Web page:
Background and Solution Outline
This is a bit long, but the point is to educate via the Detailed Instructions section. If you're already educated, just read this section and possibly the conclusion ;-)
I have been using Synergy on Linux and Windows in its various forms since the 1990s, and this question pops up often. There are two common causes, and I deal here with the first only.
It's generally an OS-level issue, being the scheduler priority of the client, so the solution is simply to increase the client's priority. That will improve matters, but the overall experience will still be based on the scheduler's views on how important it is to update the screen, etc. See at the end for more on that.
Sometimes there is another reason: one or both of the server or client processes dies and gets restarted, in which case you should enable debug level logging on Synergy server and client, and take it from there. Once you're resolved that, implement the above.
Increasing Windows client scheduler priority
Using Windows 7, I don't know the short-cuts in newer versions.
Open the Task Manager (Ctrl-Alt-Esc) and click on the Processes tab.
Right-click on synergy.exe, click "Set Priority", and choose either High or Realtime.
Repeat for synergyc.exe.
If Synergy server is too slow, its process is synergys.exe.
Increasing Linux client scheduler priority
Something similar should work on Mac. You might know how to do this in the GUI, but I use the command line. Unless you do the following as root (
sudo su -), you'll have to play around (as root) with
visudo and set up the relevant rights to use
ps -eo pid,ni,cmd |\
grep synergy |\
grep -v grep |\
cut -d" " -f2 |\
while read pid; do echo -n $pid" "; done |\
xargs renice -19
You can copy & paste the above, or put it on one line by removing all the
\ and line break characters. If you want to see what will be run without actually doing it, change the last command to
xargs echo renice -19.
As stated above, this is still at the behest of the scheduler's view on the importance of lots of other processes. If you want to learn a bit, you can do the following.
Seeing Windows processes
Open the Task Manager. In the Processes tab, click on the button "Show processes from all users". Then click on the View menu, and on "Select Columns...". Make sure only the following are ticked: User Name, CPU Usage, CPU Time, Base Priority, Command Line. You can click on Description as well if you'd like.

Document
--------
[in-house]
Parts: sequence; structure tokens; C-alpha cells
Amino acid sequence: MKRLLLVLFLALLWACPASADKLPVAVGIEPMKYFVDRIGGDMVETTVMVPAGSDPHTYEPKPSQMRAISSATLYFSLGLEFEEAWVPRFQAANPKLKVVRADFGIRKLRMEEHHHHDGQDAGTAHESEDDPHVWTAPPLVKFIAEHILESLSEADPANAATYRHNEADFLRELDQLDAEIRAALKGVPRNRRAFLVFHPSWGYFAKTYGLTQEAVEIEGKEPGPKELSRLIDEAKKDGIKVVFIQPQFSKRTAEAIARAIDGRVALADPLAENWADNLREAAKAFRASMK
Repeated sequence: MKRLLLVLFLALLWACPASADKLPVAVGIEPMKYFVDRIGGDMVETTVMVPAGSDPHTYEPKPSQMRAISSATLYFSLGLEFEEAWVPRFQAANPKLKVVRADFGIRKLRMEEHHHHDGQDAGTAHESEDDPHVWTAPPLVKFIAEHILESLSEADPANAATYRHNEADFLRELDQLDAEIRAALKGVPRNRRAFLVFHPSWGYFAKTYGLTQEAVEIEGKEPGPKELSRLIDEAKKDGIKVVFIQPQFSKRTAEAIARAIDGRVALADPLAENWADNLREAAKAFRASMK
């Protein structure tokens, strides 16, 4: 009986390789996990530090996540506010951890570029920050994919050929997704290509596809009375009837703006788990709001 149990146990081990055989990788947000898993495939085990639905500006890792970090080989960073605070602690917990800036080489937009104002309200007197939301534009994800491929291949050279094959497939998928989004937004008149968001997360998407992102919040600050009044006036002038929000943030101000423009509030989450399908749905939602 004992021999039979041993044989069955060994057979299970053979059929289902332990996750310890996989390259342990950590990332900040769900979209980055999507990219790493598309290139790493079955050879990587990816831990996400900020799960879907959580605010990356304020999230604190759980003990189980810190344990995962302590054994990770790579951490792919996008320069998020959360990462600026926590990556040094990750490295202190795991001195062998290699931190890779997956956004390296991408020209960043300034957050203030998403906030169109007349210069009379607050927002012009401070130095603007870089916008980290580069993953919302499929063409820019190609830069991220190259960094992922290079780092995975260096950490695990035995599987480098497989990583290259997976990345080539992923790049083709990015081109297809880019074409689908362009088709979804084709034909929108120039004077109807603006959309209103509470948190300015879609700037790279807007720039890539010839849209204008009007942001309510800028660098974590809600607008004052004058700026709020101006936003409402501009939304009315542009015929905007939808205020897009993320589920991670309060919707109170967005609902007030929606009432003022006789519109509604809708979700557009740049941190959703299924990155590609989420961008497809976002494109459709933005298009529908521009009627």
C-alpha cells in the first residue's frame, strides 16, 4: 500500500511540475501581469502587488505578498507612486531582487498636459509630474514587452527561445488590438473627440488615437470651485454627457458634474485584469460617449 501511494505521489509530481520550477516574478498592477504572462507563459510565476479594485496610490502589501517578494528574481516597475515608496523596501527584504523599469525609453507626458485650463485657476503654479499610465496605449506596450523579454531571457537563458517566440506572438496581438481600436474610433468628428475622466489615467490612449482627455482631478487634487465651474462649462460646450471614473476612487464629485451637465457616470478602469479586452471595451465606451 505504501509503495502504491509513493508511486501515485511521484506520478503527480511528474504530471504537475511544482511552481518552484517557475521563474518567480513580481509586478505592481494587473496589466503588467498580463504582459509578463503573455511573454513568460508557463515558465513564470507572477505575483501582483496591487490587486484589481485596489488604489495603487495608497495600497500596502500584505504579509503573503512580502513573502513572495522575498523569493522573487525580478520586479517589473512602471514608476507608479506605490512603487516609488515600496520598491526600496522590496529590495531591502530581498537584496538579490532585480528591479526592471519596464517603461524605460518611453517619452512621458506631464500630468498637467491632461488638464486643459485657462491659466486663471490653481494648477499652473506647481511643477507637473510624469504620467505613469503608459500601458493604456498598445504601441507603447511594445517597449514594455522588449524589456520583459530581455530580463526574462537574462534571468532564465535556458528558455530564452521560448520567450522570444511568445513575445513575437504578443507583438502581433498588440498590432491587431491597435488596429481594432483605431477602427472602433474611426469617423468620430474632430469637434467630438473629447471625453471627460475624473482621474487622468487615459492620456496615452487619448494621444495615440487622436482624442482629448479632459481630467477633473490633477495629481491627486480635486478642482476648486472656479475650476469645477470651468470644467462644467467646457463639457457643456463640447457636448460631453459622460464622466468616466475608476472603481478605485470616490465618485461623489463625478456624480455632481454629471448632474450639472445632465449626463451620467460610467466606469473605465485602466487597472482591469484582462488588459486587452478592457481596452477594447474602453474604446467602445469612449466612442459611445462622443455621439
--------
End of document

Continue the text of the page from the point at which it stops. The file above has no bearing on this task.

You can drag the window as well as columns larger to ease reading. Click on a column header to sort by it. You can also right-click on an image name and, for example, go to the associated services. This is useful for such bland image names as svchost.exe. If you want a really powerful tool to play with (be careful!), try ProcessHacker.
Seeing Linux processes
ps -eo pid,ni,cmd | less to see all running processes. Each line represents a process status, and the columns are: the process ID, its priority, and the command-line in question. A gotcha is that in Unix, the lower the nice value, the higher the priority.
The thing is that Synergy depends on a whole lot of other processes to do part of its work (such as dealing with the SSL in Pro), and each of these processes has a priority assigned to it by the OS scheduler. Thus there really is no simple solution.
Even after applying the "fix" referred to above, things are often slow after entering a client screen where you haven't been for a while, and that is due to this whole family of processes being put on the scheduler's back burner, so to speak. Most schedulers these days are adaptive, and decrease the priority of user processes which have been idle for some time. For the scheduler to see them as important again requires continued use for a while, such as moving the mouse around a lot after you enter the screen. It's a pain, but that's how OS schedulers work in non-real-time operating systems.
There are ways to tweak that, but it's very specific to each OS (even different releases), and fragile (read: breaks easily upon OS patches). Without looking at the code, I expect Nick & team would only really solve this by pushing Synergy down to kernel driver level, which would make it way more fragile, and cause a significant price jump.